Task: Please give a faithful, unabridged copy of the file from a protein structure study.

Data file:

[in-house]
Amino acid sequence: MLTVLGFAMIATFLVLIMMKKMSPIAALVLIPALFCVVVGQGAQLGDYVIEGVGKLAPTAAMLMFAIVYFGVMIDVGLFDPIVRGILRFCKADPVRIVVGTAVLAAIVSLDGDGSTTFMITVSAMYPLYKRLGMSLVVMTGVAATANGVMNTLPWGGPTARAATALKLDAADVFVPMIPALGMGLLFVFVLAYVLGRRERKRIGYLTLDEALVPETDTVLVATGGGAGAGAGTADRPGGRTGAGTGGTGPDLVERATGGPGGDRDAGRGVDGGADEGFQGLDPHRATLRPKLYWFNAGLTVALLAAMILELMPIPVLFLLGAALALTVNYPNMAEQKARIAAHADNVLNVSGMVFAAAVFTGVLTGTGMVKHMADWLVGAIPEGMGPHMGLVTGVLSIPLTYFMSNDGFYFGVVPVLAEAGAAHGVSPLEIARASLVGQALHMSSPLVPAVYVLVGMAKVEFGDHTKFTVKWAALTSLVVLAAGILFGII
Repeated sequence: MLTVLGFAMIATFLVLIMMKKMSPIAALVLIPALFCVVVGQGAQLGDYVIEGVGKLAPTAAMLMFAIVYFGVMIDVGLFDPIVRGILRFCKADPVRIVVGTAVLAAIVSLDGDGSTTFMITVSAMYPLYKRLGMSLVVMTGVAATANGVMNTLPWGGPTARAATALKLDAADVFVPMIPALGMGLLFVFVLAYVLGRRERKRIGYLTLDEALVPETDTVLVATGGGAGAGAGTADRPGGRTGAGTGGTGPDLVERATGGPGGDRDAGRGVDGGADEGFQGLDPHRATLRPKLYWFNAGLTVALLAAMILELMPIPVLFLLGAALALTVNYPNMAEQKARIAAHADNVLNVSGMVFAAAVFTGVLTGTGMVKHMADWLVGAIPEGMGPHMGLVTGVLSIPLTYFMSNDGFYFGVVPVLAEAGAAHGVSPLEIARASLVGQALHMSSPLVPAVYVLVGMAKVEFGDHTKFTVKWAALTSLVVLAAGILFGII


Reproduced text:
[in-house]
Amino acid sequence: MLTVLGFAMIATFLVLIMMKKMSPIAALVLIPALFCVVVGQGAQLGDYVIEGVGKLAPTAAMLMFAIVYFGVMIDVGLFDPIVRGILRFCKADPVRIVVGTAVLAAIVSLDGDGSTTFMITVSAMYPLYKRLGMSLVVMTGVAATANGVMNTLPWGGPTARAATALKLDAADVFVPMIPALGMGLLFVFVLAYVLGRRERKRIGYLTLDEALVPETDTVLVATGGGAGAGAGTADRPGGRTGAGTGGTGPDLVERATGGPGGDRDAGRGVDGGADEGFQGLDPHRATLRPKLYWFNAGLTVALLAAMILELMPIPVLFLLGAALALTVNYPNMAEQKARIAAHADNVLNVSGMVFAAAVFTGVLTGTGMVKHMADWLVGAIPEGMGPHMGLVTGVLSIPLTYFMSNDGFYFGVVPVLAEAGAAHGVSPLEIARASLVGQALHMSSPLVPAVYVLVGMAKVEFGDHTKFTVKWAALTSLVVLAAGILFGII
Repeated sequence: MLTVLGFAMIATFLVLIMMKKMSPIAALVLIPALFCVVVGQGAQLGDYVIEGVGKLAPTAAMLMFAIVYFGVMIDVGLFDPIVRGILRFCKADPVRIVVGTAVLAAIVSLDGDGSTTFMITVSAMYPLYKRLGMSLVVMTGVAATANGVMNTLPWGGPTARAATALKLDAADVFVPMIPALGMGLLFVFVLAYVLGRRERKRIGYLTLDEALVPETDTVLVATGGGAGAGAGTADRPGGRTGAGTGGTGPDLVERATGGPGGDRDAGRGVDGGADEGFQGLDPHRATLRPKLYWFNAGLTVALLAAMILELMPIPVLFLLGAALALTVNYPNMAEQKARIAAHADNVLNVSGMVFAAAVFTGVLTGTGMVKHMADWLVGAIPEGMGPHMGLVTGVLSIPLTYFMSNDGFYFGVVPVLAEAGAAHGVSPLEIARASLVGQALHMSSPLVPAVYVLVGMAKVEFGDHTKFTVKWAALTSLVVLAAGILFGII